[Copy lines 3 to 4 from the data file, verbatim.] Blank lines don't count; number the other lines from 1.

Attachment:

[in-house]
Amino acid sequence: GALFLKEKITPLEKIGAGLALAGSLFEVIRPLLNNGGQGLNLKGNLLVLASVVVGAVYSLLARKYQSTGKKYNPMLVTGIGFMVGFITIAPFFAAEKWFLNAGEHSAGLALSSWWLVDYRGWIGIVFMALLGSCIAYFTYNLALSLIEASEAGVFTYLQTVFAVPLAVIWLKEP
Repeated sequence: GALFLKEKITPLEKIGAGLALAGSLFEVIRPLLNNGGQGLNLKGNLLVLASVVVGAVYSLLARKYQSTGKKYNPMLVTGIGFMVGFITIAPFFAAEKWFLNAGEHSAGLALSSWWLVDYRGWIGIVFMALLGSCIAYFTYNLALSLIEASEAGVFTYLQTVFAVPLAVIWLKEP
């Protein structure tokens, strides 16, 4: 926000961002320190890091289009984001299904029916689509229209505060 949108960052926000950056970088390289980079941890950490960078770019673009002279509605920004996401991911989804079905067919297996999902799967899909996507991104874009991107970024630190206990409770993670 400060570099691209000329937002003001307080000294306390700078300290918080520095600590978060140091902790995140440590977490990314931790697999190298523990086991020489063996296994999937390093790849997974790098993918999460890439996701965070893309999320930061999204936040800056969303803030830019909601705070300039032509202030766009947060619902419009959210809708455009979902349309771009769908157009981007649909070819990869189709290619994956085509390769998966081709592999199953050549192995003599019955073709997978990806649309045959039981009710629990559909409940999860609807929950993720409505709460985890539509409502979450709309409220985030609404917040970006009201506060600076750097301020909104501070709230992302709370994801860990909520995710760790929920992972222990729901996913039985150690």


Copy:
Repeated sequence: GALFLKEKITPLEKIGAGLALAGSLFEVIRPLLNNGGQGLNLKGNLLVLASVVVGAVYSLLARKYQSTGKKYNPMLVTGIGFMVGFITIAPFFAAEKWFLNAGEHSAGLALSSWWLVDYRGWIGIVFMALLGSCIAYFTYNLALSLIEASEAGVFTYLQTVFAVPLAVIWLKEP
């Protein structure tokens, strides 16, 4: 926000961002320190890091289009984001299904029916689509229209505060 949108960052926000950056970088390289980079941890950490960078770019673009002279509605920004996401991911989804079905067919297996999902799967899909996507991104874009991107970024630190206990409770993670 400060570099691209000329937002003001307080000294306390700078300290918080520095600590978060140091902790995140440590977490990314931790697999190298523990086991020489063996296994999937390093790849997974790098993918999460890439996701965070893309999320930061999204936040800056969303803030830019909601705070300039032509202030766009947060619902419009959210809708455009979902349309771009769908157009981007649909070819990869189709290619994956085509390769998966081709592999199953050549192995003599019955073709997978990806649309045959039981009710629990559909409940999860609807929950993720409505709460985890539509409502979450709309409220985030609404917040970006009201506060600076750097301020909104501070709230992302709370994801860990909520995710760790929920992972222990729901996913039985150690």